A breeding program implies that we, as breeders, have a goal. These goals must translate into indentifying traits that we wish to change or conserve in our animals.
Traits can be changed or conserved in two ways:
- 1..By selection of the best animals to breed from, and
- 2..By changing the level of in-breeding in the population.
Theory tells us that related animals have similar genes. Thus, for highly heritable traits, breeding with the best animals produces progeny that are most likely to be as good as, or even better than the parents.
For inherited diseases controlled by a single allele, selection will be useful for decreasing, and where possible, eliminating them from the population. In most populations, natural selection is occuring all the time. Animals with a deleterous
abnormality, with low survivability or reproduction, do not leave many progeny. Thus natural selection acts to cull them out.
To fully understand the effects of in-breeding, we need to discuss two other facets of genetics. These are:
Dominant alleles show their effect, even when one allele is present. Recessive alleles are hidden by dominants. They can only show their effect when both alleles in a gene are recessive.
- 1..Dominant and recessive alleles;
- 2..That inbreeding causes the two alleles present in each animal to be alike, more than does any other form of breeding, such as out-crossing or cross-breeding.
While this is the case in many genes, there are others where there is no dominance, and where each allele will show its effect in proportion to its numbers present,ie, 1 or 2 times. If deleterious genes are dominant, or show no dominance, their presence, even in single dose is obvious. Selection can thus act against such genes at all times and act to remove them, even when they are present only in low frequencies.
If deleterious genes are recessive, they will only become obvious if they occur in a double dose at a gene. Thus, recessive, inherited defects for example, remain hidden unless they are present twice at a gene. In many cases, the majority of the recessive deleterious alleles in a population are not seen and can not therefore be removed by selection. This is a general principle that applies to any recessive deleterious gene,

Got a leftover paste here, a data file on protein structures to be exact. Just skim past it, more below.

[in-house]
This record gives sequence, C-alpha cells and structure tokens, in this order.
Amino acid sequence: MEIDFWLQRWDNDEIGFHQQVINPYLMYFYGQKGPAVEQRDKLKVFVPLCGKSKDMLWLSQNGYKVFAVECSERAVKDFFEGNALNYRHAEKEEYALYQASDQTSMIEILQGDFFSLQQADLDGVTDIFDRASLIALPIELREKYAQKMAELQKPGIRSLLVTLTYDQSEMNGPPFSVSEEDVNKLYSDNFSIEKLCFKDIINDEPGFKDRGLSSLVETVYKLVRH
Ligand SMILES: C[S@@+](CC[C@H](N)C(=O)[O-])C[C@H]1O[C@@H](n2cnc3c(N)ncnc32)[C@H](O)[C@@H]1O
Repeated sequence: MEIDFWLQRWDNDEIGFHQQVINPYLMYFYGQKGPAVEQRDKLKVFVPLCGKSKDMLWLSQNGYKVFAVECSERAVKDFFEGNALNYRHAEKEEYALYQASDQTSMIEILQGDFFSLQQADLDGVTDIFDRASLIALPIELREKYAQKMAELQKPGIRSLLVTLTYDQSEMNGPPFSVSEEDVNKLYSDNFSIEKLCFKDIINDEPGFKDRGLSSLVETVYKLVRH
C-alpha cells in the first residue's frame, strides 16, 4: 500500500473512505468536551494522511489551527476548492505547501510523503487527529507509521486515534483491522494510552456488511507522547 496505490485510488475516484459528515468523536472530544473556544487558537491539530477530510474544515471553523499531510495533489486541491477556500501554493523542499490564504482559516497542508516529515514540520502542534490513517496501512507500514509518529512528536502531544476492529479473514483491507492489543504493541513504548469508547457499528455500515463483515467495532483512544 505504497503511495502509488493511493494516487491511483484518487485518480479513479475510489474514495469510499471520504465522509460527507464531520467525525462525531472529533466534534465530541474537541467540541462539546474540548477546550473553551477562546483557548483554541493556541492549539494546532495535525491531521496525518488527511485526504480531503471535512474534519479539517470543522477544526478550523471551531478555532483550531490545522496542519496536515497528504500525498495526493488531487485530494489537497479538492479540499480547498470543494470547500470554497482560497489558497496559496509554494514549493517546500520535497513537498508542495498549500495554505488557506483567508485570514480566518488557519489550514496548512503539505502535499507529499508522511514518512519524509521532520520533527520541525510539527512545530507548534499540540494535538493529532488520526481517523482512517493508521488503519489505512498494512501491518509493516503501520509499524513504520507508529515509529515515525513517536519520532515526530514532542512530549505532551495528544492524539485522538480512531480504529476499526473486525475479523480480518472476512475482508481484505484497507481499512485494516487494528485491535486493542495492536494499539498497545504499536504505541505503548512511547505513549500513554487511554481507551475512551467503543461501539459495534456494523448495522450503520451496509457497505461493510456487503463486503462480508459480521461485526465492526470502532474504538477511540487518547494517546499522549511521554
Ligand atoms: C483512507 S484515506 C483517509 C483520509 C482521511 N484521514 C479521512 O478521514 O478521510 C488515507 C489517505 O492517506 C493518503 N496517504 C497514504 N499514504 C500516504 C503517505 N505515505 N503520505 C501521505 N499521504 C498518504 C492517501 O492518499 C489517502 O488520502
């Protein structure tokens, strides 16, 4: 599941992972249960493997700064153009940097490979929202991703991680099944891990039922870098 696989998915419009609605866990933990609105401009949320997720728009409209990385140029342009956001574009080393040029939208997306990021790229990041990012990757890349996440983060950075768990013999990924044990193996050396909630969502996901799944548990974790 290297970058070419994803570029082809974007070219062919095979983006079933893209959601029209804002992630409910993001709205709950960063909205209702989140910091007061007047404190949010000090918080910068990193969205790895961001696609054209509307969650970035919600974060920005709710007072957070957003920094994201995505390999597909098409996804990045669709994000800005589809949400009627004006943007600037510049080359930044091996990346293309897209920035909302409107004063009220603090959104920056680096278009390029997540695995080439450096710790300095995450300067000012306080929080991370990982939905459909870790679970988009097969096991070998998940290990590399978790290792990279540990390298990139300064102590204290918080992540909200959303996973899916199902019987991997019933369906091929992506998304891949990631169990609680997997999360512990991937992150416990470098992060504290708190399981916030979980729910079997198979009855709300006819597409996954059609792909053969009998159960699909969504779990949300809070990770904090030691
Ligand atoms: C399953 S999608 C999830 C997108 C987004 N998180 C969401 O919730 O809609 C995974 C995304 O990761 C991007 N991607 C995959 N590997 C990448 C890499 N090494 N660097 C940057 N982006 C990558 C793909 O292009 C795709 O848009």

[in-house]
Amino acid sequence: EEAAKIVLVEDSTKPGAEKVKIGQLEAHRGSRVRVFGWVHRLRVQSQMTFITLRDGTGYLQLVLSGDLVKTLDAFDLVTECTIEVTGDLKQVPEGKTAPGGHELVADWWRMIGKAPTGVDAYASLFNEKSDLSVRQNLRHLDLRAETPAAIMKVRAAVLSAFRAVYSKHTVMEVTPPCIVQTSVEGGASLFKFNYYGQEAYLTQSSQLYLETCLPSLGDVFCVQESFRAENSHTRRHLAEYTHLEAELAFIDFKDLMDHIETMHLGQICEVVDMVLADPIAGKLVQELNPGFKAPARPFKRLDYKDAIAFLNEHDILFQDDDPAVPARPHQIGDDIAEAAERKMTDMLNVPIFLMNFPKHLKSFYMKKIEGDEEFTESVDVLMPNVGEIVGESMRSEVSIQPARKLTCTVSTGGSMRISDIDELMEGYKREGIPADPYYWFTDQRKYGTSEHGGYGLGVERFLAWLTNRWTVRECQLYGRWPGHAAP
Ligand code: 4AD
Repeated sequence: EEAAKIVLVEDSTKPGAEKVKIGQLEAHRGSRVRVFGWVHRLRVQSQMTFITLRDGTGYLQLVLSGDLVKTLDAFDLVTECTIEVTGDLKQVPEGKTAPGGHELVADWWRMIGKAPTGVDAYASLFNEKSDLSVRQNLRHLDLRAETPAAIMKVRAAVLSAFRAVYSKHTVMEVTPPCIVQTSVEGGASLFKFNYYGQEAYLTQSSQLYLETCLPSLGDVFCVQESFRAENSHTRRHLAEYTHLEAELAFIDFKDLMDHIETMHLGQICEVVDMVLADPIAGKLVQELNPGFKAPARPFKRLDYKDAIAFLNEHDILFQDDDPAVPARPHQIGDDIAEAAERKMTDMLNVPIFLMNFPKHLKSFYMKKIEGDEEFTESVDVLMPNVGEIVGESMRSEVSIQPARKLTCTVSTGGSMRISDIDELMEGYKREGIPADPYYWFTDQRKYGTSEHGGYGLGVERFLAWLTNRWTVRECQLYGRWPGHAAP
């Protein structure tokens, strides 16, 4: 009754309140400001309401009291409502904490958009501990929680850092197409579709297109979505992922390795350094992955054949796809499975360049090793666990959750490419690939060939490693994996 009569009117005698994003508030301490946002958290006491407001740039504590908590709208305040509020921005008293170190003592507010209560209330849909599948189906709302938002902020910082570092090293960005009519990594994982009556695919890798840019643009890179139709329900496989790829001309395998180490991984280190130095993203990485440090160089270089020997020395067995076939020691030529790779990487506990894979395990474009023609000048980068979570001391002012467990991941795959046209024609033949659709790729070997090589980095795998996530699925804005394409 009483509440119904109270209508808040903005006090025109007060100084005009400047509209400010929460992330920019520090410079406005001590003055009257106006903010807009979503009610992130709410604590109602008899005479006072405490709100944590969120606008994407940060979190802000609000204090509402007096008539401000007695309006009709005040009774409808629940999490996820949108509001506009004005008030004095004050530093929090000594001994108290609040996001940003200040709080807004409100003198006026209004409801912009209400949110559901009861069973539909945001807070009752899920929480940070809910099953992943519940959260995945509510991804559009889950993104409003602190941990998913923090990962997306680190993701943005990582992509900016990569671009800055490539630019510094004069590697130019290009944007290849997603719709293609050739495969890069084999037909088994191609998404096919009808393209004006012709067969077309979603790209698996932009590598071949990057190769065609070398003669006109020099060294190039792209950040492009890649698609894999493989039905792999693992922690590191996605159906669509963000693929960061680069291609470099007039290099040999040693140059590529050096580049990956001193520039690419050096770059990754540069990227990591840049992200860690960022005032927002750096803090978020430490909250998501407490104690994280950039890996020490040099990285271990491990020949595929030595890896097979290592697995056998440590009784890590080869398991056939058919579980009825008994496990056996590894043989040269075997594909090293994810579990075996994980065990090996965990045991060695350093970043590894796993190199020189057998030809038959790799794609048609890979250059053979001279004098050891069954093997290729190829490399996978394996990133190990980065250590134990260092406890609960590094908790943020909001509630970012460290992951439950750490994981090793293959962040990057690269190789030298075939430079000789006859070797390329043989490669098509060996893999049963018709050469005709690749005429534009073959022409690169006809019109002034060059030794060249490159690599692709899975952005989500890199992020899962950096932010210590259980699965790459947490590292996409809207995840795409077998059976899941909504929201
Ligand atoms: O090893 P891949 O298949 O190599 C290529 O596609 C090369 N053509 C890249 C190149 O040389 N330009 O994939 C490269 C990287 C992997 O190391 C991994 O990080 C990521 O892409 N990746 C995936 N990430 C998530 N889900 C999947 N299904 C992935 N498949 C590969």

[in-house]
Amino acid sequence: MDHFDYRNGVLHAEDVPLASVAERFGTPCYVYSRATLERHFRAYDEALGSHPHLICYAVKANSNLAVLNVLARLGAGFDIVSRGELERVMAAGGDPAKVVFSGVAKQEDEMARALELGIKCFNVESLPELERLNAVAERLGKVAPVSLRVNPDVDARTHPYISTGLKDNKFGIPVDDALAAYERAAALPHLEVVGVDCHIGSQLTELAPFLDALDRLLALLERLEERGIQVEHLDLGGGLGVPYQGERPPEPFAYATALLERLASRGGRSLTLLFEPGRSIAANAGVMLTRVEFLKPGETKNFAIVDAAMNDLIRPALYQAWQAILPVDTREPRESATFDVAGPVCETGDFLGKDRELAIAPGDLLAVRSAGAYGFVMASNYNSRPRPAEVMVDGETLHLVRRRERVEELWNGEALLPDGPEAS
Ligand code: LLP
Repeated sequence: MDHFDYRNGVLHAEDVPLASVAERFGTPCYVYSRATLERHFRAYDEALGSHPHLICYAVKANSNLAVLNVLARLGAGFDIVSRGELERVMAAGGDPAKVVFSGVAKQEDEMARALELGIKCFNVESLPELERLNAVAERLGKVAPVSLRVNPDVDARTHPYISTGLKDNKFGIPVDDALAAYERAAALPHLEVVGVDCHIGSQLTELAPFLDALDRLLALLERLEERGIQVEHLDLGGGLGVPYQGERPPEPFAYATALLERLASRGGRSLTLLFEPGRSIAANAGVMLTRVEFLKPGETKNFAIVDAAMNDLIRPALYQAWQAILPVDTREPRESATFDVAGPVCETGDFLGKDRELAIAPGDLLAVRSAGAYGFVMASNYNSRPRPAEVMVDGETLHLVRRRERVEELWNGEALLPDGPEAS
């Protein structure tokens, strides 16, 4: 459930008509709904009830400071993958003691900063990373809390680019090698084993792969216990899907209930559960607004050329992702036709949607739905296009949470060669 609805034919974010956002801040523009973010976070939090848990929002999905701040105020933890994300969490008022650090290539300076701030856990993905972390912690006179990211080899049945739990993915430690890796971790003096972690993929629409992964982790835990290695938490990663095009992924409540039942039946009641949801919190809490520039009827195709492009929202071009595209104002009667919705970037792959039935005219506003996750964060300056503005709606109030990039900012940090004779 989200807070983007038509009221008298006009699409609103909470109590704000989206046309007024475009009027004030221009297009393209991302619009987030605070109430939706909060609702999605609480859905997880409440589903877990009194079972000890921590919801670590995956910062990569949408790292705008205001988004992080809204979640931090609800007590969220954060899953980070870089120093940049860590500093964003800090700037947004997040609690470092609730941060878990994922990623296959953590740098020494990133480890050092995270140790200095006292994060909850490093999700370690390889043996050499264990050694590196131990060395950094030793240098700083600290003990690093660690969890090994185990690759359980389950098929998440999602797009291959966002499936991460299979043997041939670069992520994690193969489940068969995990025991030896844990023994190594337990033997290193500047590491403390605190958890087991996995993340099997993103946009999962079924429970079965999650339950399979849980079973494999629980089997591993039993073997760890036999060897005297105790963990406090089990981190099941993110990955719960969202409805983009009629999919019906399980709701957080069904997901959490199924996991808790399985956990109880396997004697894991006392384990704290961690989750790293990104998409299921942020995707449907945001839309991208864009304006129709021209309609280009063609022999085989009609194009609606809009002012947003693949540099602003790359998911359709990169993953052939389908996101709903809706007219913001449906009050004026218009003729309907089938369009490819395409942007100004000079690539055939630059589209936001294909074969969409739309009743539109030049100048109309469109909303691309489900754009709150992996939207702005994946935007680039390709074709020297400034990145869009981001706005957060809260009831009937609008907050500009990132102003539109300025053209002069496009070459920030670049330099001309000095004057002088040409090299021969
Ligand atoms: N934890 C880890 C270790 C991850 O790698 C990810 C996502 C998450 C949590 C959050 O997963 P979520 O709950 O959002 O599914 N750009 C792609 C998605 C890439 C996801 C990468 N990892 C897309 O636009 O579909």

whether it onits own causes an inherited disease, or whether it causes a decrease in a complex, quantative trait such as reproduction. In presently existing populations therefore, deleterious alleles are likely to be recessive, because deleterious alleles, inherited differently, will have already been removed by natural selection.
Inbreeding is the mating of related animals; that is of animals with genes that came from the same ancestors.Of course, such genes may be the products of the duplication of the one single strand of chromosome in an ancestor, and must, in that case, be identical (certainly the same allele). The coefficient of inbreeding is the measure of the degree of inbreeding in an animal. With pedigrees available, and assuming the animals at the back of the pedigree are un-related, it is possible to calculate exact values of inbreeding coefficients for each pedigree.
We know that the animals at the back of the pedigree may also be related. This just means that the calculated value may be lower than the true, absolute value of the inbreeding coeficient. The calculated value is useful for comparing the relative amount of inbreeding that has occured in the generation represented by any pedigree.
Inbreeding, by increasing the number of genes at which there are similar alleles (the genes are homozygous), has the effect of making inbred animals breed truer, ie,more predictably than non-inbred animals. this was used by breeders early last century after Mendels Laws had been rediscovered, to differentiate their breeds by colour pattern, ear shape and so on. Inbreeding therefore got the reputation of being a good thing. It was thought that if you could make cattle homozygous for the genes for fast growth or high milk production, all progeny would then bred true to type for grothw rate and high milk production.
However, for quantative traits such as fast growth rate and high milk production,the inheritance is more complex. In quantative traits, no one can differentiate between genetic and environmental effects. And how many genes must one make homozygous for fast growth rate? Is it 3, 10, 30 or 3,000? merely asking the question shows the impossibility of using inbreeding to fix quantative traits in the homozygous form we want, at all genes that matter.
What has now been realised, is the main effect of inbreeding, resulting from its tendency to pair identical alleles at more and more genes, is to expose recessive alleles. As set out above, if there are any recessive deleterious genes being carried ina population, they remain hidden unless inbreeding causes them to become obvious.
So, while breeders are using inbreeding to make lines breed true in perhaps twenty Mendelian genes concerned with outward appearance, they are casuing thouisands of genes in all other characters to become homozygous, and many of those will cause deleterious effects. In some breeds, specific inherited diseases become obvious. In all breeds there will be a general, often unspecifiable reduction in vitality, so that martalities will rise, reproduction will be lower, and even size will tend to go down.
Can you apprciate the enormous significance of inbreeding in causing problems for dog breeders?